from The American Heritage® Dictionary of the English Language, 4th Edition
- n. A thyroid hormone, C15H12I3NO4, similar to thyroxine but more potent, used in the treatment of hypothyroidism.
from Wiktionary, Creative Commons Attribution/Share-Alike License
- n. The most powerful thyroid hormone, affecting almost every process in the body, including body temperature, growth, and heart rate.
from WordNet 3.0 Copyright 2006 by Princeton University. All rights reserved.
- n. thyroid hormone similar to thyroxine but with one less iodine atom per molecule and produced in smaller quantity; exerts the same biological effects as thyroxine but is more potent and briefer
Normally, the inactive T4 is converted inside the cell to the active thyroid hormone called triiodothyronine (also known as T3).
They found that cutting calories reduced two significant effects of aging, a thyroid hormone called triiodothyronine, which has been shown to help control cellular metabolism and energy balance in the body, and an inflammatory molecule called tumor necrosis factor alpha.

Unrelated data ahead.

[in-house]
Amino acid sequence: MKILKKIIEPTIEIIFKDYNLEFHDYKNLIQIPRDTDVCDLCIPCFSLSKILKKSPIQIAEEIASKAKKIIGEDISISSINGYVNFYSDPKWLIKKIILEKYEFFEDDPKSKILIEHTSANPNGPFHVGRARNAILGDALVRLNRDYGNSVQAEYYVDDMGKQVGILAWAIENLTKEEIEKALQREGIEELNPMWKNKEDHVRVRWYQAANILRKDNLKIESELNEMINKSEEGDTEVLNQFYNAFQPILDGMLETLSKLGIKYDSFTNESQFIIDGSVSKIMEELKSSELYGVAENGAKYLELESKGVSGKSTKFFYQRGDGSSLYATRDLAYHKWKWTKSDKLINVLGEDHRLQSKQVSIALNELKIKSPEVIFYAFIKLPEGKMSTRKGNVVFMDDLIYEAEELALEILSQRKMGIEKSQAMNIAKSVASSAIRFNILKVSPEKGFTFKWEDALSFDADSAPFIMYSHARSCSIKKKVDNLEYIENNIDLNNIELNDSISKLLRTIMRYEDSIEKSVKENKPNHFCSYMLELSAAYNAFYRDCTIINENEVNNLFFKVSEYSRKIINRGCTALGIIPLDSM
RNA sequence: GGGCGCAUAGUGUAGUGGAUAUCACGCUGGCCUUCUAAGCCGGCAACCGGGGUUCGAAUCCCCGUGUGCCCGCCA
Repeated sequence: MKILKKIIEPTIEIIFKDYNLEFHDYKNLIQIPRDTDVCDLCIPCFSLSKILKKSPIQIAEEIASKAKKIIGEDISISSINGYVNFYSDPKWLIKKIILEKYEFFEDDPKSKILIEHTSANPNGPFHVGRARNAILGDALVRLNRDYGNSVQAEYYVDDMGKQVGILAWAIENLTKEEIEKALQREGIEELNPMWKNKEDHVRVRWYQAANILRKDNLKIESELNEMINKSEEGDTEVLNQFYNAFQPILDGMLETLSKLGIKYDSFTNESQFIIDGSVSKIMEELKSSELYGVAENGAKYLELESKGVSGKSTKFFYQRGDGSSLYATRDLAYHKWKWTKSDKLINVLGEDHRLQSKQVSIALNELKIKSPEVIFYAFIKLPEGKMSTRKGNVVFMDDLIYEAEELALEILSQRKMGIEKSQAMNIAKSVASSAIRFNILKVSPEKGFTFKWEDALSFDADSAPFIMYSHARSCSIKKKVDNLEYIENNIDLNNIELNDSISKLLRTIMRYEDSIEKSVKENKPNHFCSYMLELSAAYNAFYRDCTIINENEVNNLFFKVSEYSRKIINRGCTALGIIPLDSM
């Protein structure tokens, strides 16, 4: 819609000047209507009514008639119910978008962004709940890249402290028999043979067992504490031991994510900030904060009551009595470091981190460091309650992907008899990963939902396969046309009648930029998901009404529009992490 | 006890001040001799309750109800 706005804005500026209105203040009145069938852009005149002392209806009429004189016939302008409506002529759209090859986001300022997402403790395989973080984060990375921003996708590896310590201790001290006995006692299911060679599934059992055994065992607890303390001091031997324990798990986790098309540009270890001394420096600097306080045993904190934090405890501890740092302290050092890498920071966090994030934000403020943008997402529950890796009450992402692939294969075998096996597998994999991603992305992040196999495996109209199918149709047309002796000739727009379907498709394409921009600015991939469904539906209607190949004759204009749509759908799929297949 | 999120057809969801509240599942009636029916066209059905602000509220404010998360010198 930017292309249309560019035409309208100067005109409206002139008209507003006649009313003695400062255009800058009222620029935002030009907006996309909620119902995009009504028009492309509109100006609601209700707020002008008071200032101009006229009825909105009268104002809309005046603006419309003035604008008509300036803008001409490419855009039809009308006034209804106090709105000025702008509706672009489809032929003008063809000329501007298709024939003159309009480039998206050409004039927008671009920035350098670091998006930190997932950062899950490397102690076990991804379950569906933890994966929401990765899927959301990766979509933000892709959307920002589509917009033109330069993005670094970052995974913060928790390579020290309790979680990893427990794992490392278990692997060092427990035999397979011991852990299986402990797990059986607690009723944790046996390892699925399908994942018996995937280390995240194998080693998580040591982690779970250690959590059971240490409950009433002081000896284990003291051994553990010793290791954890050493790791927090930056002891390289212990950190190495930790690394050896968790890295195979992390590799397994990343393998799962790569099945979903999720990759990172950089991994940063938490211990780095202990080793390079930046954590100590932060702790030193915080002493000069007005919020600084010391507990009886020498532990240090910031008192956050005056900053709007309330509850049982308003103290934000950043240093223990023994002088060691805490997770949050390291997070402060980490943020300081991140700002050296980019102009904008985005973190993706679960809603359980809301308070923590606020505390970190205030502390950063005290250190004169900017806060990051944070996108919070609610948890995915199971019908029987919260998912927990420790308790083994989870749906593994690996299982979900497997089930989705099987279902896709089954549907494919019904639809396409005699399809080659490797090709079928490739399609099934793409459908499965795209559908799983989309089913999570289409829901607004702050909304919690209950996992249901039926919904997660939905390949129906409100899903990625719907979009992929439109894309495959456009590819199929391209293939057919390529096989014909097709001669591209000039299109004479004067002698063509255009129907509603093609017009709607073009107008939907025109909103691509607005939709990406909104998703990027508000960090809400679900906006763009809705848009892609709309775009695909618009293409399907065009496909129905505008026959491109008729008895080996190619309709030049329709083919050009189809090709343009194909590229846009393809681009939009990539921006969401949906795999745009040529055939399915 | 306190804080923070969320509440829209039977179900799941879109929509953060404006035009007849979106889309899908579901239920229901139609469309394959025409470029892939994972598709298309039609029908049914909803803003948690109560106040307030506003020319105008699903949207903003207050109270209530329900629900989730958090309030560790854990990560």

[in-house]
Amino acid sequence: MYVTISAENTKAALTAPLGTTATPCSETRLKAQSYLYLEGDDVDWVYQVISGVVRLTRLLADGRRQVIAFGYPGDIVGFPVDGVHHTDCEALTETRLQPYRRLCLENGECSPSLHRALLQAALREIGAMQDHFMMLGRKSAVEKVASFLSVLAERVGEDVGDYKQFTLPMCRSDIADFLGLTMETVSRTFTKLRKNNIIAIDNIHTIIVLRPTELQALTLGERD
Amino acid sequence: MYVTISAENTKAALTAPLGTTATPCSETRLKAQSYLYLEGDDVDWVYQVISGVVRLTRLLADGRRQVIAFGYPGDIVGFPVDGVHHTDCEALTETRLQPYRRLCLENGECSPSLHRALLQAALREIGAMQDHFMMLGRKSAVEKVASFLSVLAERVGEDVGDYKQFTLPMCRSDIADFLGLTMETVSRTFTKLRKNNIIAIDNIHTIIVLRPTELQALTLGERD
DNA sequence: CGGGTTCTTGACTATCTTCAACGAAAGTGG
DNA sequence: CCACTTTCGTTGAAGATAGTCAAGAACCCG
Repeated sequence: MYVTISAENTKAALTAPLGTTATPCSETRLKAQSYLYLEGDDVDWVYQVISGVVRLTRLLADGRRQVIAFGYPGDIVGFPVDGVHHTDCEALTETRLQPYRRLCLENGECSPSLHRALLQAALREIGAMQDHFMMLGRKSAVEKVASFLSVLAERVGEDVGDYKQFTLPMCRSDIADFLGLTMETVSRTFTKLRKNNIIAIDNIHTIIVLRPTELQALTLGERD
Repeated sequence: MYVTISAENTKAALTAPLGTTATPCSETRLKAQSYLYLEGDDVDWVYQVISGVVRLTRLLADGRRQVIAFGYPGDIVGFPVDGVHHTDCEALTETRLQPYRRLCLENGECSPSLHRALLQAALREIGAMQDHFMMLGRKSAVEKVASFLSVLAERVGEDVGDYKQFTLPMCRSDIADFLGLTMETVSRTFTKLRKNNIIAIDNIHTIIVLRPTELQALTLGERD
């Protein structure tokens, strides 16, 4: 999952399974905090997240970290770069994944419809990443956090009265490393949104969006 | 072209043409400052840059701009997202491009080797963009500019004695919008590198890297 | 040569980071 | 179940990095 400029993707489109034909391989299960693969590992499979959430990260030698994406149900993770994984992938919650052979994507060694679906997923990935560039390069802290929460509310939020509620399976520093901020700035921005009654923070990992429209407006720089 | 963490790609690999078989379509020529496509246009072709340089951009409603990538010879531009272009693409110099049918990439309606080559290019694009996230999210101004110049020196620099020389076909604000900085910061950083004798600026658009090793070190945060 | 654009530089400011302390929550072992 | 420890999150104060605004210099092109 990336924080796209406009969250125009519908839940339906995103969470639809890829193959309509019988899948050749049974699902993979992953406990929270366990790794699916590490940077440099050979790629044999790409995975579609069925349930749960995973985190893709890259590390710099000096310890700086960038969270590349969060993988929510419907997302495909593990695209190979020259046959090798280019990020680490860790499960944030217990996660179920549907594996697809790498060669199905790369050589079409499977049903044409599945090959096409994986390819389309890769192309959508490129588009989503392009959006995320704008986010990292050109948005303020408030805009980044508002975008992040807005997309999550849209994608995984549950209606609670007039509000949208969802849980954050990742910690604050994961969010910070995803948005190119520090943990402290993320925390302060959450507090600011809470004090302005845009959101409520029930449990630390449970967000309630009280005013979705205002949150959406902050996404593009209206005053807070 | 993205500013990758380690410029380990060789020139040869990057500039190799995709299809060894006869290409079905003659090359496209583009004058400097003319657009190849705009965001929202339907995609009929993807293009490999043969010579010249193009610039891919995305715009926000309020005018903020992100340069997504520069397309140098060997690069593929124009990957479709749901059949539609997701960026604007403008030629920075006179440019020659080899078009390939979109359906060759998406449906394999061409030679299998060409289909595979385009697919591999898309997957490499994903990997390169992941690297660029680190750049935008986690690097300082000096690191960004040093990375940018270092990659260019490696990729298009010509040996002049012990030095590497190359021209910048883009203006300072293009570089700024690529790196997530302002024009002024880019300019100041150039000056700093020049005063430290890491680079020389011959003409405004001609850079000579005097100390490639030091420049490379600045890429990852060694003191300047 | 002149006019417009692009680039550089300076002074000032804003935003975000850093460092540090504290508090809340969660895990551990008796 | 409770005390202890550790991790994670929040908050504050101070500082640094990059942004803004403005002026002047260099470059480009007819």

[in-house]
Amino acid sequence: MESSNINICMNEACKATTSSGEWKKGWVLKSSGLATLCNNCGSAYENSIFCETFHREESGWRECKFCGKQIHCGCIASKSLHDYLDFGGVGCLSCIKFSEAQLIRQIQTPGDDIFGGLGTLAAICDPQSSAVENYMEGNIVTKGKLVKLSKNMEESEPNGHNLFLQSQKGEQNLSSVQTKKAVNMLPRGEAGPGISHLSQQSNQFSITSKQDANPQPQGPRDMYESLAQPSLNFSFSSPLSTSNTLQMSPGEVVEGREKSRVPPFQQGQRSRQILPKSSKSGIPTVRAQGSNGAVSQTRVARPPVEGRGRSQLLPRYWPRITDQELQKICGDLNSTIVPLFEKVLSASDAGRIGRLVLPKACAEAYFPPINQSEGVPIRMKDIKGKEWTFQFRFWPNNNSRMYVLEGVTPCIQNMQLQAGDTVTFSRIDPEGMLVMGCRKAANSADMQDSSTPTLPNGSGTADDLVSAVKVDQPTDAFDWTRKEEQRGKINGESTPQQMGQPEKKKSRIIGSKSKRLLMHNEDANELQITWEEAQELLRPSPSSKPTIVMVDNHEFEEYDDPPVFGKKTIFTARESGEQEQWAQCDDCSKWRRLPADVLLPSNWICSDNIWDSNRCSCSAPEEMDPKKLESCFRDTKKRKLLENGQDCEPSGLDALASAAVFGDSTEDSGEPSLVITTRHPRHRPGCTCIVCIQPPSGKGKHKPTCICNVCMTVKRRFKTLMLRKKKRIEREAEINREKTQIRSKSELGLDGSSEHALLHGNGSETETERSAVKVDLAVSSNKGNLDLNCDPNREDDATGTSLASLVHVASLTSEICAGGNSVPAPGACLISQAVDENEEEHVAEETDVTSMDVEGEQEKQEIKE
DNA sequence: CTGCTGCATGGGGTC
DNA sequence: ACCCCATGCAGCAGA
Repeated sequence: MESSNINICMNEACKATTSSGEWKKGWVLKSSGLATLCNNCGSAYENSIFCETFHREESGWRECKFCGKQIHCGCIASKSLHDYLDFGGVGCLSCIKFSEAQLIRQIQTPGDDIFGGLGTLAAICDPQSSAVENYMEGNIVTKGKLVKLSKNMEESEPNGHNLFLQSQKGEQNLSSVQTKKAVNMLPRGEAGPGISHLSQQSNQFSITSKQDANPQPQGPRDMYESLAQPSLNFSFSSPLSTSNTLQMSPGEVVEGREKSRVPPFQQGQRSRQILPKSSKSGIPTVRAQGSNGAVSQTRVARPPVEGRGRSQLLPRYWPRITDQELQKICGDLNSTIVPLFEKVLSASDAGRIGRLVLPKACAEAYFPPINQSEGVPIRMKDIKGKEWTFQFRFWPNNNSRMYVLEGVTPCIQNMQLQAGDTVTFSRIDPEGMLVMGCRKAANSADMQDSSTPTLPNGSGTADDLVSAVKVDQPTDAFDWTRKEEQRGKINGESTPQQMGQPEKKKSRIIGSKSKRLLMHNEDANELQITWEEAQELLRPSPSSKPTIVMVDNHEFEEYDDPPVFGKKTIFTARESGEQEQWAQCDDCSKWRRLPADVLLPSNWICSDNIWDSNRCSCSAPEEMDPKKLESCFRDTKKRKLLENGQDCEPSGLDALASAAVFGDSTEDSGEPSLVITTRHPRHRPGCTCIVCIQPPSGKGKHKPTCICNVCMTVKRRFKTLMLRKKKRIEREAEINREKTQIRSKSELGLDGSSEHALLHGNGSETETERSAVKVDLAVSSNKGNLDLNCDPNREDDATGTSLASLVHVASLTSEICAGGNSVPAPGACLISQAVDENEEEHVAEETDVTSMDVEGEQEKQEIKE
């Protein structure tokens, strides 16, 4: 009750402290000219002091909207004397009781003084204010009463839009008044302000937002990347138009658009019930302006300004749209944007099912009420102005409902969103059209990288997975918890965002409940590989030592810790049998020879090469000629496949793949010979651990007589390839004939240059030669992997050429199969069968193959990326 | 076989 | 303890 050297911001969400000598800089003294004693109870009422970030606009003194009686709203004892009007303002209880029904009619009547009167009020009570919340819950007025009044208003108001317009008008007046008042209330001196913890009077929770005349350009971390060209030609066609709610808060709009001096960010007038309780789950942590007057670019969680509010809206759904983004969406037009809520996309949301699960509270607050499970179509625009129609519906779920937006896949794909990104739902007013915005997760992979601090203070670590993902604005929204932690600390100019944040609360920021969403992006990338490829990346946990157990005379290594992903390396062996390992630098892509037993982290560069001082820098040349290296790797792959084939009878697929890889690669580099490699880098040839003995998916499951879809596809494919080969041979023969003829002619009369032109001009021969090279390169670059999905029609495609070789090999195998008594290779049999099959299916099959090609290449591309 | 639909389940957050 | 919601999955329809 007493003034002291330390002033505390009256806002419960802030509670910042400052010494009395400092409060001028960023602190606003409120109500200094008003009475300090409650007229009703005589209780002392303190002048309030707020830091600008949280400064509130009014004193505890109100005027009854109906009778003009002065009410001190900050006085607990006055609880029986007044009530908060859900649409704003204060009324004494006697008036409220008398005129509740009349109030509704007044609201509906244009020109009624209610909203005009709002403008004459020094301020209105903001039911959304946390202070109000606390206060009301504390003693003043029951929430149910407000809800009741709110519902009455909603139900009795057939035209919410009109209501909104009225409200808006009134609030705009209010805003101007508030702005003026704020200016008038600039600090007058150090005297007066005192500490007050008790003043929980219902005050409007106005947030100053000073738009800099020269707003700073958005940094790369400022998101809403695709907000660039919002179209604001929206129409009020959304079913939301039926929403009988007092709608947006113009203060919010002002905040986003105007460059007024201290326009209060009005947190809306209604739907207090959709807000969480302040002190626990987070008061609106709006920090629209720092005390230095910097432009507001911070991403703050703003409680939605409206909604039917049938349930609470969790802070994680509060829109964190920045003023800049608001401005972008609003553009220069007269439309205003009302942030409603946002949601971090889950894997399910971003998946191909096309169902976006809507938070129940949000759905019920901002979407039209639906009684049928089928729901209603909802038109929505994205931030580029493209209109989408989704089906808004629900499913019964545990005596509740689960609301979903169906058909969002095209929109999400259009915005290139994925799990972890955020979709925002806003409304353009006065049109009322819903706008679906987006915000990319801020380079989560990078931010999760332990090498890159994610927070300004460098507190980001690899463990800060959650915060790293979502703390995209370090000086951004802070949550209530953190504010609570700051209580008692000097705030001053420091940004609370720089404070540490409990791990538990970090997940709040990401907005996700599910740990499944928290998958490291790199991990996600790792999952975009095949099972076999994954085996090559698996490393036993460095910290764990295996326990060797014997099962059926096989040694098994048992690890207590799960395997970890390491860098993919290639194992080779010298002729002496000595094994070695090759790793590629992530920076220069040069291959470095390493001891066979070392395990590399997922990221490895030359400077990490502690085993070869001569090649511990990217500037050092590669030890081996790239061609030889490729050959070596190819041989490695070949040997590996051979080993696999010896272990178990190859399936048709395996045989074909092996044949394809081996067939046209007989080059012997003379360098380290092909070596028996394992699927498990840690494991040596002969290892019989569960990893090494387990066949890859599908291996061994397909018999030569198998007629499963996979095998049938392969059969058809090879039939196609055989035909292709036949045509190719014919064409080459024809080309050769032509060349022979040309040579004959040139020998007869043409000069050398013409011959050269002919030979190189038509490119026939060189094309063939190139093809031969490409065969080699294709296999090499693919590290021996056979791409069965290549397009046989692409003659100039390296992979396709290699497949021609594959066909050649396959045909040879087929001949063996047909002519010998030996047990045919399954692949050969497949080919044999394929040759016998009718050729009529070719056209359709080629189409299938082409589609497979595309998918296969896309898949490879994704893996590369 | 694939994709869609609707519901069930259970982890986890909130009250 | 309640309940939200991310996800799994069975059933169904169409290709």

Iodine is required to make the thyroid's two principal products -- thyroxine (T4) and triiodothyronine (T3), generally known collectively as "thyroid hormone."
When T4 reaches target cells, it is converted to triiodothyronine (T3).
Changes in serum thyroxine, triiodothyronine, and thyrotropin induced by lithium in normal subjects and in rats (The James A. Bush memorial research awards) by Connie Child
The thyroid gland secretes two main hormones, thyroxine and triiodothyronine, into the bloodstream that stimulate all the cells in the body and control many biological processes such as growth, reproduction, development, and metabolism.
Effects of thyroxine as compared with thyroxine plus triiodothyronine in patients with hypothyroidism.
Inhibition of iodide uptake results in decreased production of iodine-rich thyroid hormones triiodothyronine, or T3 (Figure 2) and thyroxine, or T4 (Figure 3).
The thyroid gland secretes two main hormones, thyroxine and triiodothyronine, into the bloodstream.
Subclinical hyperthyroidism typically occurs when you have a low or borderline low TSH level and normal levels of triiodothyronine (T3) or thyroxine (T4).
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